UK companies are lagging behind the rest of Europe when it comes to storage and protection against data loss, despite being more confident about their systems' efficiency.
This was the finding of a survey commissioned by Hewlett Packard Storage Group Europe, which interviewed 500 IT managers in charge of storage in companies with between $10 million and $50 million annual turnover across the Continent.
About 91 per cent of UK companies believed their information storage systems were efficient and about 26 per cent claimed they were extremely efficient, compared with the European average of 85 per cent, of which only 16 per cent claimed extreme efficiency. UK companies also have more confidence in their procedures - 36 per cent pronounced themselves extremely confident, compared with 24 per cent in Europe.
Although only eight per cent of European companies said they had suffered significant data loss in the past two years, in the UK the figure rose to 14 per cent, of which 36 per cent have lost data on two or more occasions. UK companies are also far less likely to have a formal policy towards backup than their European counterparts and those that do have a policy are less likely to adhere to it.
The UK has the least automated backup in Europe, relying heavily on manual procedures prone to error, while more than two thirds of UK companies do not consider storage a high priority because data backup and protection are not top of people's priority lists.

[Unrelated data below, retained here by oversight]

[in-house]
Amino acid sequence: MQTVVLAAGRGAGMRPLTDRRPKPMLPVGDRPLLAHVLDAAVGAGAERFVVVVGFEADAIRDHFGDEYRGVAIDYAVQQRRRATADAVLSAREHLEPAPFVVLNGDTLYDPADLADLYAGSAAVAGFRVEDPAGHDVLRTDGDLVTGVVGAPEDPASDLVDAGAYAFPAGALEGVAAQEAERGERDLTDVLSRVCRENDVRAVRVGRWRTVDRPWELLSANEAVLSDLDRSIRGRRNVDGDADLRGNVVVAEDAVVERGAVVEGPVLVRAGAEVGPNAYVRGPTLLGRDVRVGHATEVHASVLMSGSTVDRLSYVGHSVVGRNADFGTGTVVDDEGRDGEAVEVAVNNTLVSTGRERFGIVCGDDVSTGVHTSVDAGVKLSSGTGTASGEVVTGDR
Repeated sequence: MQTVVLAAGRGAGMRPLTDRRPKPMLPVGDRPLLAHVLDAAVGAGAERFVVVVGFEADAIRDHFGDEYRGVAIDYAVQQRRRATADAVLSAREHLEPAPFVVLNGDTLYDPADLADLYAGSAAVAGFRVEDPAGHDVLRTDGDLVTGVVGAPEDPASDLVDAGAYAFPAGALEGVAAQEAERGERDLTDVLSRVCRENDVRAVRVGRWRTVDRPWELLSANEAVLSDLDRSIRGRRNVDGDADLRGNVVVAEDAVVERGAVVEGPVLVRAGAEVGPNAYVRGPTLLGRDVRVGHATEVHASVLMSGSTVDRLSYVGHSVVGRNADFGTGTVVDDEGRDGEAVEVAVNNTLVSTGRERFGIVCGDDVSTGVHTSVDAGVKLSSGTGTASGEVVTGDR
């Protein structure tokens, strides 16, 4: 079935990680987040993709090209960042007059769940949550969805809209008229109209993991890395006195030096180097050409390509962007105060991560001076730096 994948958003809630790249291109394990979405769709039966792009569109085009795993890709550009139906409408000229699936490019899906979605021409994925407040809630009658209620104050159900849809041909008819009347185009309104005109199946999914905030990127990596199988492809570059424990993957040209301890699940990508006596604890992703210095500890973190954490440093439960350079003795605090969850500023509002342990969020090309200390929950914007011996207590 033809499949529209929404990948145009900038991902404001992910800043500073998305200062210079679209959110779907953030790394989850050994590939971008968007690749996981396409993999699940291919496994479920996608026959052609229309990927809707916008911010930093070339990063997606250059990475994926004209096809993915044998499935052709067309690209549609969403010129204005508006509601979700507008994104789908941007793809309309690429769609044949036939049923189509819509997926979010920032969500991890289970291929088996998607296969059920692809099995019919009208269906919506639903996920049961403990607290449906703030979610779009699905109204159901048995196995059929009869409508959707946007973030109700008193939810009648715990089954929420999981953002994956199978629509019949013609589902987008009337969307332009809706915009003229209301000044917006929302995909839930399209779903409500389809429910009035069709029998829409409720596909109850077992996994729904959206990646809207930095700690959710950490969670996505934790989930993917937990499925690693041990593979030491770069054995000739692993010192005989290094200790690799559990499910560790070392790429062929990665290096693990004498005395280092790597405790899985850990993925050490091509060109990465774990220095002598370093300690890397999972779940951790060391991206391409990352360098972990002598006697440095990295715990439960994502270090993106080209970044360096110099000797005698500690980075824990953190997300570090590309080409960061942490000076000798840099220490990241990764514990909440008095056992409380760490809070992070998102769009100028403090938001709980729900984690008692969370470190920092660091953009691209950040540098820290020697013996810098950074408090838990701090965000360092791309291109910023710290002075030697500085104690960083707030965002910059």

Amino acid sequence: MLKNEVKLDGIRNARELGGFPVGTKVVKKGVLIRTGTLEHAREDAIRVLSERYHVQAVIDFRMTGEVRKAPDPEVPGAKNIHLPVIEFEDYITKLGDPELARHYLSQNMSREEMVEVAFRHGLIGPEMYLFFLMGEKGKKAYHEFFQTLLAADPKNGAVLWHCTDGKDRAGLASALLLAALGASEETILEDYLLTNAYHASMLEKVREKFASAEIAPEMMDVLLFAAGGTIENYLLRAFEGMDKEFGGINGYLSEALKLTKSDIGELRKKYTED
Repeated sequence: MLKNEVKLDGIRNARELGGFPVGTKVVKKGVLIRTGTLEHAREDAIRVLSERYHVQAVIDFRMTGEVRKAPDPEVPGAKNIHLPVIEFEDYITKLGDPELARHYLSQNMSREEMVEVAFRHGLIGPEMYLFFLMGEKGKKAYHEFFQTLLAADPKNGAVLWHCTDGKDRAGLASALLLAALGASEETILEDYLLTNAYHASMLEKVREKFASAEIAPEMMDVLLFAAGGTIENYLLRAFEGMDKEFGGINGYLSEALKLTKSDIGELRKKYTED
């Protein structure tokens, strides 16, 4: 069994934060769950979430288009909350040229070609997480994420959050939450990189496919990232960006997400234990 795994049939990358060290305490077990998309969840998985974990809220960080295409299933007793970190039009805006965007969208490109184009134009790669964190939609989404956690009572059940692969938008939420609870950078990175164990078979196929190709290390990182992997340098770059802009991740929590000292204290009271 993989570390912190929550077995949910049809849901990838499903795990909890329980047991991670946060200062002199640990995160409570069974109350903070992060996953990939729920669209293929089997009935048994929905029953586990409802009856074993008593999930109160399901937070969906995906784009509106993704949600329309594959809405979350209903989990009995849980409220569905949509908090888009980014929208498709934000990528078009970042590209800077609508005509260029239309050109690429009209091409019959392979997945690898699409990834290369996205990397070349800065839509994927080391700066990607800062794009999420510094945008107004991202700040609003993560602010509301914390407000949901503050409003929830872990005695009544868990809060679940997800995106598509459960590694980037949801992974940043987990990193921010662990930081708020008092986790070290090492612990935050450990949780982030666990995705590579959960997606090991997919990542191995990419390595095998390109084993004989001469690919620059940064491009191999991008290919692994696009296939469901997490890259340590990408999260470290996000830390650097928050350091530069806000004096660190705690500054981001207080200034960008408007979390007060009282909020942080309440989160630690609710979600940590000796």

Bob Payton, analyst at IDC, said: 'To big businesses, backup should not be a problem, but in smaller businesses it is easy to become complacent.
Companies such as Hewlett Packard have to get the message across that backup is crucial. Businesses can lose millions - data loss can truly be a disaster.'
Adrian Lawson, UK marketing manager for information storage sales at HP, said: 'Data is the lifeblood of a company. Storage doesn't always get the recognition it deserves sometimes because it is not as sexy as other technologies.'
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